A Thing of This World

Cloth Text – $79.95

ISBN 978-0-8101-2379-3

Paper Text – $34.95

ISBN 978-0-8101-2380-9
Publication Date
July 2007
Page Count
516 pages
Trim Size
6 x 9

A Thing of This World

A History of Continental Anti-Realism
Lee Braver
At a time when the analytic/continental split dominates contemporary philosophy, this ambitious work offers a careful and clear-minded way to bridge that divide.  Combining conceptual rigor and clarity of prose with historical erudition, A Thing of This World shows how one of the standard issues of analytic philosophy--realism and anti-realism--has also been at the heart of continental philosophy. 

Using a framework derived from prominent analytic thinkers, Lee Braver traces the roots of anti-realism to Kant's idea that the mind actively organizes experience.  He then shows in depth and in detail how this idea evolves through the works of Hegel, Nietzsche, Heidegger, Foucault, and Derrida.  This narrative presents an illuminating account of the history of continental philosophy by explaining how these thinkers build on each other's attempts to develop new concepts of reality and truth in the wake of the rejection of realism.  Braver demonstrates that the analytic and continental traditions have been discussing the same issues, albeit with different vocabularies, interests, and approaches.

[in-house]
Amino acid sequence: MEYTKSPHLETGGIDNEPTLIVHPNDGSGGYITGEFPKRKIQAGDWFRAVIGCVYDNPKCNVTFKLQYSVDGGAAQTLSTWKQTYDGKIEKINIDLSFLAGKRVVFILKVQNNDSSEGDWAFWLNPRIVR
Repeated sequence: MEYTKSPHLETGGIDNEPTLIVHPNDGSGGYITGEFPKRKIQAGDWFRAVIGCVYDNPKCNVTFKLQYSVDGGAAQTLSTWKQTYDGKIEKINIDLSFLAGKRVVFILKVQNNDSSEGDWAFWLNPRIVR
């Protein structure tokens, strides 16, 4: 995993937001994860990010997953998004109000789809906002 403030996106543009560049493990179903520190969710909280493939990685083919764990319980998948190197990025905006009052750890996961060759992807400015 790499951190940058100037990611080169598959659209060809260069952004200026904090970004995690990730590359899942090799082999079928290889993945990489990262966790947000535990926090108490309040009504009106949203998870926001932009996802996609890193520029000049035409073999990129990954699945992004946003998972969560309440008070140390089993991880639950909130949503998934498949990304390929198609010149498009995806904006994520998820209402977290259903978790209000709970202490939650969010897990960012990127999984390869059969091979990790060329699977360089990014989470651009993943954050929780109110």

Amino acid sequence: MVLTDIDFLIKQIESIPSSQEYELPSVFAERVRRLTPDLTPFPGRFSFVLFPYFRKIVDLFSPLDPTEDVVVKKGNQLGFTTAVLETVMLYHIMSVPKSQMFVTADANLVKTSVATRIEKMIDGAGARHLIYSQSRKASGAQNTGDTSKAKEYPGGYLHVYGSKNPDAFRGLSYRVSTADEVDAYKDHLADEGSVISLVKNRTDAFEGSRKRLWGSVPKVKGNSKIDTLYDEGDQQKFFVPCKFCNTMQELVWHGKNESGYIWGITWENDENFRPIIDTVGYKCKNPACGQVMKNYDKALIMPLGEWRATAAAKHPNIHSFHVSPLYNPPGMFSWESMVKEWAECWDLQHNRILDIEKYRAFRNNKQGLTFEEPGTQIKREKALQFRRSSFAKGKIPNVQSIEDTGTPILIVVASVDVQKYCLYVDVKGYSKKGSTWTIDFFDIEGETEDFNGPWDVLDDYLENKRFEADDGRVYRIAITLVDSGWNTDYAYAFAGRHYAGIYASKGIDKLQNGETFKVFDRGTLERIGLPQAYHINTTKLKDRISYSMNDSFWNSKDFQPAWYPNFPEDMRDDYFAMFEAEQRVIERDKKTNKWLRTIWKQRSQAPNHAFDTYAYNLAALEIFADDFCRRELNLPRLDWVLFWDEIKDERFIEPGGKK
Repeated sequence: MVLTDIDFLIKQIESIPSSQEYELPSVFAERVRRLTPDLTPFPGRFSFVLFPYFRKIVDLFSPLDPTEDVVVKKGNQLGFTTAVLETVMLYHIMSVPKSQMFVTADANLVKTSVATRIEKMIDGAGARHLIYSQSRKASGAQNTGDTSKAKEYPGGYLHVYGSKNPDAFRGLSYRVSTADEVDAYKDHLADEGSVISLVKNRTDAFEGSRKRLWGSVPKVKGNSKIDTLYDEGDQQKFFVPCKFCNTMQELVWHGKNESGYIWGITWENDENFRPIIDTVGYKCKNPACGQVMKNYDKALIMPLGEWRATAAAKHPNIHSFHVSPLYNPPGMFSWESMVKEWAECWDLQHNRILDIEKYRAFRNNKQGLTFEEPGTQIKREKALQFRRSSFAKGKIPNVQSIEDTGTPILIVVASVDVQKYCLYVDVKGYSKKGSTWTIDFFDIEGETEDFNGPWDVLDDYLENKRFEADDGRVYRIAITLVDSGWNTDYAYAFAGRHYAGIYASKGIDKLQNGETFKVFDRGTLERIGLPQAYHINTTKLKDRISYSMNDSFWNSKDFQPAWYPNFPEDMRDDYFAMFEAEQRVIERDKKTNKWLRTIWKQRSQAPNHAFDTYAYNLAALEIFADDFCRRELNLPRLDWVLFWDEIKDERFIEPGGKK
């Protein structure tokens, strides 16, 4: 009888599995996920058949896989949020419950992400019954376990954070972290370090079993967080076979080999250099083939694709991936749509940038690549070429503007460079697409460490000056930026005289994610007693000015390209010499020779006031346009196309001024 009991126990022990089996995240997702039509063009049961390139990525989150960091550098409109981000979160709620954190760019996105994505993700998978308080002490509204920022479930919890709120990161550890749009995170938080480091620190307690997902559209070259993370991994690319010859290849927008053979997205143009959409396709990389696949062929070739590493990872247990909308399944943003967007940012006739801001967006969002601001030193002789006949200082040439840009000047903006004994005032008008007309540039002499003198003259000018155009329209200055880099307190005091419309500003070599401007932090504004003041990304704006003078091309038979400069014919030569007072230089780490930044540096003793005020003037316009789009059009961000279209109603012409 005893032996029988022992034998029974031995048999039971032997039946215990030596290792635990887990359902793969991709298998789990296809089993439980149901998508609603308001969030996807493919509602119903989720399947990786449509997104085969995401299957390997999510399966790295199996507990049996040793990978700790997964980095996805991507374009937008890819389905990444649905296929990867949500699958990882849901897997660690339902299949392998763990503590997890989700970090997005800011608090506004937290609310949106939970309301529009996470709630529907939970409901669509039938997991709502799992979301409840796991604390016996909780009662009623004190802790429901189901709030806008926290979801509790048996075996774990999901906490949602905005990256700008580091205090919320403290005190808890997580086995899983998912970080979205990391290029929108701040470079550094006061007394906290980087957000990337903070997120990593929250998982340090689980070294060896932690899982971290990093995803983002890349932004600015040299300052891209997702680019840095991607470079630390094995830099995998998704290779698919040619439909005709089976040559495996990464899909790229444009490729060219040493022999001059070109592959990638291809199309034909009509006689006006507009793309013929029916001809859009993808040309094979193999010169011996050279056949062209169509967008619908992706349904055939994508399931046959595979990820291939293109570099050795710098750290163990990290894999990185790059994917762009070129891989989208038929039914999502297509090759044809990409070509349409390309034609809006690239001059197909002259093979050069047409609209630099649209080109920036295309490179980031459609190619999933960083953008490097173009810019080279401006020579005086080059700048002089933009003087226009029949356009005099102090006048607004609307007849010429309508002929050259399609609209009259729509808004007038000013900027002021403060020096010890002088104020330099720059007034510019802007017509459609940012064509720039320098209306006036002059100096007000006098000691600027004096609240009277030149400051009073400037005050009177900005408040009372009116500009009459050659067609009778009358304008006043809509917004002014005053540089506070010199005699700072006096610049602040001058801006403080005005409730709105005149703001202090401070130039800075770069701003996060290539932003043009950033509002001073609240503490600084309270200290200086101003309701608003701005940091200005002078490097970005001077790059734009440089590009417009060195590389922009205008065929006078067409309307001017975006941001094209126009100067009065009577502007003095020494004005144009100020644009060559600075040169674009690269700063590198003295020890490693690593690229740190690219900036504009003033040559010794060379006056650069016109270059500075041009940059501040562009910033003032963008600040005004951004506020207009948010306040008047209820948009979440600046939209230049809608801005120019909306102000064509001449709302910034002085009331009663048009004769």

By developing a commensurate vocabulary, his book promotes a dialogue between the two branches of philosophy in which each can begin to learn from the other.

About the Author
Lee Braver is chair of the department of philosophy at Hiram College in Hiram, Ohio.

"It is the sort of book that everyone working in the continental tradition, and many in the analytic tradition, will want to read... Braver's real strength is his sweeping synoptic vision of continentalism from Kant to Derrida, backed by triple the needed homework to make this vision tangible.  The book deserves great success, and Braver ought to become a household name in continental circles... It would be hard to ask for a more thoroughly researched work on the topic, or for one more honest or more technically precise... A landmark."--Philosophy Today

"This is a superb book, and potentially an important book. It is addressed to analytic and continental philosophers alike without sacrificing either of the strengths of those traditions: conceptual rigor and clarity of prose on the one hand, historical depth and careful erudition on the other. . . . It is high time our profession embarks on some serious scholarship in this field, and Lee Braver seems to be the one to lead that effort."--John Protevi, editor of A Dictionary of Continental Philosophy

"A Thing of This World is an impressive and valuable achievement. . . that could do a lot to help apnalytical and continental philosophers understand each other. Lee Braver shows an amazing overalla knowledge of the relevant primary and secondary sources, and his analyses of the philosophers he takes up. . . are admirably clear and free from jargon. His Heideggarian critique of Davidson on language, for example, casts new light on the approaches of both thinkers."--Hubert L. Dreyfus, professor of philosophy at the University of California, Berkeley